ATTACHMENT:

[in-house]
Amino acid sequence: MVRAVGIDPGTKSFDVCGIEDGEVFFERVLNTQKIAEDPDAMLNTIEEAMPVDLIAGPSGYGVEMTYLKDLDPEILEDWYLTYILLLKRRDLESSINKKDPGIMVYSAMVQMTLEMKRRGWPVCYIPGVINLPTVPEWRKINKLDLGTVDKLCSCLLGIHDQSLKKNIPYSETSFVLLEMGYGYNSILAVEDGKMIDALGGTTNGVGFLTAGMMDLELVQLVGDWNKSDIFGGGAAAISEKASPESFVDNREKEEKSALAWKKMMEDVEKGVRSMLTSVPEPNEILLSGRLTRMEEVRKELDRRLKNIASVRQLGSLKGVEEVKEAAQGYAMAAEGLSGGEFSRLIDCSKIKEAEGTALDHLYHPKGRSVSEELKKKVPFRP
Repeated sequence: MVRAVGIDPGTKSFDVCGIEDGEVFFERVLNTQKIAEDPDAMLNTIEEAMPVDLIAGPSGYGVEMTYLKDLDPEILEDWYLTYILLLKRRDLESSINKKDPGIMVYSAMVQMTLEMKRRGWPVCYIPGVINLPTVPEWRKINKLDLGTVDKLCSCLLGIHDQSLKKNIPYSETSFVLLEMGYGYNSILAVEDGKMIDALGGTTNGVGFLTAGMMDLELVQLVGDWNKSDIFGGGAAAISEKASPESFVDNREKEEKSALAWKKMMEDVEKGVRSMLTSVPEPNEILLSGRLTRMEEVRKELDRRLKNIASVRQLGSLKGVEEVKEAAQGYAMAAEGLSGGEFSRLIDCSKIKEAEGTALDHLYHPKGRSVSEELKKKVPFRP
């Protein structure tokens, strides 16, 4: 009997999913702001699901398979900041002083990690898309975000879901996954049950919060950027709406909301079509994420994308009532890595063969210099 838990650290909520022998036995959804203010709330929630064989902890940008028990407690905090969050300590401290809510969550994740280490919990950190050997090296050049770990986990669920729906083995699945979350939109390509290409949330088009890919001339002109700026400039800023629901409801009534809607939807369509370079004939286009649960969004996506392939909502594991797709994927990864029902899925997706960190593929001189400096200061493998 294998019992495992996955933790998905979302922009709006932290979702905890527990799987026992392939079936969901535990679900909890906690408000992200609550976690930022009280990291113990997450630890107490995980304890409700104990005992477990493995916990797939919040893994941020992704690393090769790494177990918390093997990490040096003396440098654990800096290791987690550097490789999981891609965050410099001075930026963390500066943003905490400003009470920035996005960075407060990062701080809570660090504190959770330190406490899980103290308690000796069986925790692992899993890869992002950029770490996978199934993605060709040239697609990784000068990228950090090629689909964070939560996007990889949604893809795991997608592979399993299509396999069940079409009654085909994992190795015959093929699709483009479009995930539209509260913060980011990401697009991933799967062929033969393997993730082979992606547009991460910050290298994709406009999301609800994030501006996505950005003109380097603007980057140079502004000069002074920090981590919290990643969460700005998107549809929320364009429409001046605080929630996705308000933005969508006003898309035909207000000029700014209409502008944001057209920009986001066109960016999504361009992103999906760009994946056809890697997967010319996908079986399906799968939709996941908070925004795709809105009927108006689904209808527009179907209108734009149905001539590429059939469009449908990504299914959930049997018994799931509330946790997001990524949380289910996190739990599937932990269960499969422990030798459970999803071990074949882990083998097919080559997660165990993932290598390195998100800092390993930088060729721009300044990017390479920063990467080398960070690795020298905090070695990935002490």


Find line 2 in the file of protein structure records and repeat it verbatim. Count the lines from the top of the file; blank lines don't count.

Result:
Amino acid sequence: MVRAVGIDPGTKSFDVCGIEDGEVFFERVLNTQKIAEDPDAMLNTIEEAMPVDLIAGPSGYGVEMTYLKDLDPEILEDWYLTYILLLKRRDLESSINKKDPGIMVYSAMVQMTLEMKRRGWPVCYIPGVINLPTVPEWRKINKLDLGTVDKLCSCLLGIHDQSLKKNIPYSETSFVLLEMGYGYNSILAVEDGKMIDALGGTTNGVGFLTAGMMDLELVQLVGDWNKSDIFGGGAAAISEKASPESFVDNREKEEKSALAWKKMMEDVEKGVRSMLTSVPEPNEILLSGRLTRMEEVRKELDRRLKNIASVRQLGSLKGVEEVKEAAQGYAMAAEGLSGGEFSRLIDCSKIKEAEGTALDHLYHPKGRSVSEELKKKVPFRP